After we left Bora Bora we sailed Southwest towards Tonga. According to the calendar we sailed for four days but it really was only three as we crossed the International Dateline before we reached Tonga. We went to bed on February 19th and awoke on February 21st.
The Kingdom of Tonga is comprised of 170 islands of which only about 36 are populated. Until 2010 it was an absolute Monarchy. Today it is a constitutional monarchy. The capital city is Nuku’alofa on the main island of Tongatapu. The kingdom has a population of approx. 100,650 people, 70% of which live on the main island.
We arrived at Nuku’alofa early in the morning and the craft and souvenir vendors already lined the pier. We were also treated to welcoming music by a local brass band. Across from the ship you could see the royal palace of the current king.
We left our ship for our excursion entitled “Island Encounter & Ancient Tonga”.
We first drove to the royal palace for a closer look. Our guide told us that he was wearing the clothes one wore when visiting the King.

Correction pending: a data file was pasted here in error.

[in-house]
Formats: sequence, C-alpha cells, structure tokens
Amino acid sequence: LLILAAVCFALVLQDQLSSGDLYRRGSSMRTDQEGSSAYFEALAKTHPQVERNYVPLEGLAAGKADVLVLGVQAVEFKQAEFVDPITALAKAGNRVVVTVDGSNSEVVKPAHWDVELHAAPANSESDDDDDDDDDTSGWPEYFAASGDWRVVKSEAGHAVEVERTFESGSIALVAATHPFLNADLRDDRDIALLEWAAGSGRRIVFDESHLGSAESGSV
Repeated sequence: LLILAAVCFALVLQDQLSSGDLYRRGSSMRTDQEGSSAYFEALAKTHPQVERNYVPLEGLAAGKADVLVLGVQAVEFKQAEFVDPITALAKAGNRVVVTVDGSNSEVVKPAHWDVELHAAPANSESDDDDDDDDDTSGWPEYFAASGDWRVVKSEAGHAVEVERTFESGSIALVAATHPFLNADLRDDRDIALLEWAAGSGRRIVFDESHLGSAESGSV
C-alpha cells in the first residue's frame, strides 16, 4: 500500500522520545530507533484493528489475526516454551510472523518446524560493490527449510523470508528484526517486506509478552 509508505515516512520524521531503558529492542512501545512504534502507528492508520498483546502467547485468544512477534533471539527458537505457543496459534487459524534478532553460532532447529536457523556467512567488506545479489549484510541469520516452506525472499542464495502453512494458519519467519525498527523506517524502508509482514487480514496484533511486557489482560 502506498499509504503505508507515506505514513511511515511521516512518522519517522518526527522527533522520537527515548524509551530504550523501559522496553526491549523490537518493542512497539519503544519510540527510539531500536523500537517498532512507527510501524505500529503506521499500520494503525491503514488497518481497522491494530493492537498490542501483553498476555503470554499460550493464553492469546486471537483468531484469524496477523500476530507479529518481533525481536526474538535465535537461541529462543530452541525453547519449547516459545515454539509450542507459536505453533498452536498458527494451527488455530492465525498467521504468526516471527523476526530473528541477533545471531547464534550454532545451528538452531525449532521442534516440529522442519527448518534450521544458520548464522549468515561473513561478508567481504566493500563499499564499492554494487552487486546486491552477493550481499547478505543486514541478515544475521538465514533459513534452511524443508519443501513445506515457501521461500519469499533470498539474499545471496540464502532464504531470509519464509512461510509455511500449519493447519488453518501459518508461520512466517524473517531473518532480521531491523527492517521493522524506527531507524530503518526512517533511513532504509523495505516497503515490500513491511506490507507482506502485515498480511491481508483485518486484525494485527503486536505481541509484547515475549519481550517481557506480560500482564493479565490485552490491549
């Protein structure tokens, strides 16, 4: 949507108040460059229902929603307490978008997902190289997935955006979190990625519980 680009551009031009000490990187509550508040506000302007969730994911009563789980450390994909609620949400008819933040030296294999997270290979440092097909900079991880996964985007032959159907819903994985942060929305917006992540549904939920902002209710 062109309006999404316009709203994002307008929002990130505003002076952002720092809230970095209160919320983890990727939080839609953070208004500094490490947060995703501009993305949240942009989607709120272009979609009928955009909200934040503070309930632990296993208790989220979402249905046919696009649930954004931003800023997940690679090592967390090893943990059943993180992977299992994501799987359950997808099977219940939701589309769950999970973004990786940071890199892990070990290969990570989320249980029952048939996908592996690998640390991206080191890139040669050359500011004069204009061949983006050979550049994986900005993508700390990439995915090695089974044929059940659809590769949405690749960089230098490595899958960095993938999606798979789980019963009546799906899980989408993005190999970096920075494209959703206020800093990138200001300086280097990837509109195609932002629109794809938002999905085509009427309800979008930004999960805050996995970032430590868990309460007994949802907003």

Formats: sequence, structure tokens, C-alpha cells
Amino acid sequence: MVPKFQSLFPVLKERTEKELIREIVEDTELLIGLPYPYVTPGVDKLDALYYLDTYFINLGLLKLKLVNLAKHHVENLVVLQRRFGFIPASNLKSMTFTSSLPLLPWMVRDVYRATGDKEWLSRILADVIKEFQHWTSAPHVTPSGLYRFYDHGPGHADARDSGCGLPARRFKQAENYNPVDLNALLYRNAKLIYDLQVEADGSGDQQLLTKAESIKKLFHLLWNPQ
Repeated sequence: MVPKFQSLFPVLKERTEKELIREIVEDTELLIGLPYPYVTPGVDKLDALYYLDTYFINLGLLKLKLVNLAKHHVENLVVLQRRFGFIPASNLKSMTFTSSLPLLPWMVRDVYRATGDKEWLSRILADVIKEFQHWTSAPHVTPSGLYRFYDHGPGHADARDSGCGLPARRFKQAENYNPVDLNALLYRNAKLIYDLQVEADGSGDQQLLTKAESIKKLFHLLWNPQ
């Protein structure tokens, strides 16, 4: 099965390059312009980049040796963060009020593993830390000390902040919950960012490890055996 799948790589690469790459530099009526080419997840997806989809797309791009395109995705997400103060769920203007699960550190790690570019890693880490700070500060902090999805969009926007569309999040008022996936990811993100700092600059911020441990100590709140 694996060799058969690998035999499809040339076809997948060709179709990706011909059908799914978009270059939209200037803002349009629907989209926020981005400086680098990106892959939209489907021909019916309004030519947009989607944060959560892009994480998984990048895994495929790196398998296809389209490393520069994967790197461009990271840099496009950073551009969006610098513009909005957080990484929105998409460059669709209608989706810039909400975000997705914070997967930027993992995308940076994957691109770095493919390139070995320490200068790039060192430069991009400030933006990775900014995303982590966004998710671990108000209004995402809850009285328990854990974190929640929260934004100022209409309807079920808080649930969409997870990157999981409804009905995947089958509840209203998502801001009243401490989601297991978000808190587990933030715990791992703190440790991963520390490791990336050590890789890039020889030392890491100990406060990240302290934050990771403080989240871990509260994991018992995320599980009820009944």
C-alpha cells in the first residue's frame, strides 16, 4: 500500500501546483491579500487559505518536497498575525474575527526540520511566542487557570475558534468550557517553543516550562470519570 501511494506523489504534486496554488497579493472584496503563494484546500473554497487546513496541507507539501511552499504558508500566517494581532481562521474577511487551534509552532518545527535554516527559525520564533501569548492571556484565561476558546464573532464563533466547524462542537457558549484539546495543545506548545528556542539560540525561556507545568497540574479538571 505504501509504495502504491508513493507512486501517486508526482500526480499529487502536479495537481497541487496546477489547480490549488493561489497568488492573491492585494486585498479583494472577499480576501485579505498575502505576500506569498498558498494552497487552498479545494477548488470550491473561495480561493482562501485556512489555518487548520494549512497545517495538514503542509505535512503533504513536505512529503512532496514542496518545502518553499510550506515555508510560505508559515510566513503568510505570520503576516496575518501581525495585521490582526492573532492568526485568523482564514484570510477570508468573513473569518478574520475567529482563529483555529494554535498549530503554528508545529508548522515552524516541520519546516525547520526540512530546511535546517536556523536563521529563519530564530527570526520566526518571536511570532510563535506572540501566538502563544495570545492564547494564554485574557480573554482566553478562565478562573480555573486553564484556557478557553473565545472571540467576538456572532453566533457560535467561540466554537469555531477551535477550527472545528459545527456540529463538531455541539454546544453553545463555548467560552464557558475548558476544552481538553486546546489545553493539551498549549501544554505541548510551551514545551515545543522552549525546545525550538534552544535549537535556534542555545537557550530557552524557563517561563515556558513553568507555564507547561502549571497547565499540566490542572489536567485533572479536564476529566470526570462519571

A distance behind the palace are the royal tombs. The tombs are usually decorated with brightly colored quilts, but due to the rain the previous day they decided not to display the quilts today. However a grave does not have to be royal for a quilt to be displayed. We’ve included a picture of one of the local cemeteries. It really is full of color and seems more like a celebration of life then death.
Next we went to the Ancient Tonga cultural show. The show was about two hours and covered Tongan music, dancing, ceremonies, customs, dress, cloth making, food preparations, and medicines. While this is a very Christian country (other religions are frowned upon), many of these rituals are still performed today. It was a great show and informative. Ancient Tonga is a family business and is operated by one extended family. The little boy is already being trained to become a drummer.
Lastly we visited a local blow hole at the beach. When we got back to the ship it was low tide and people were walking on the reefs collecting fish.
As we left, Tongan dancers wished us a final farewell.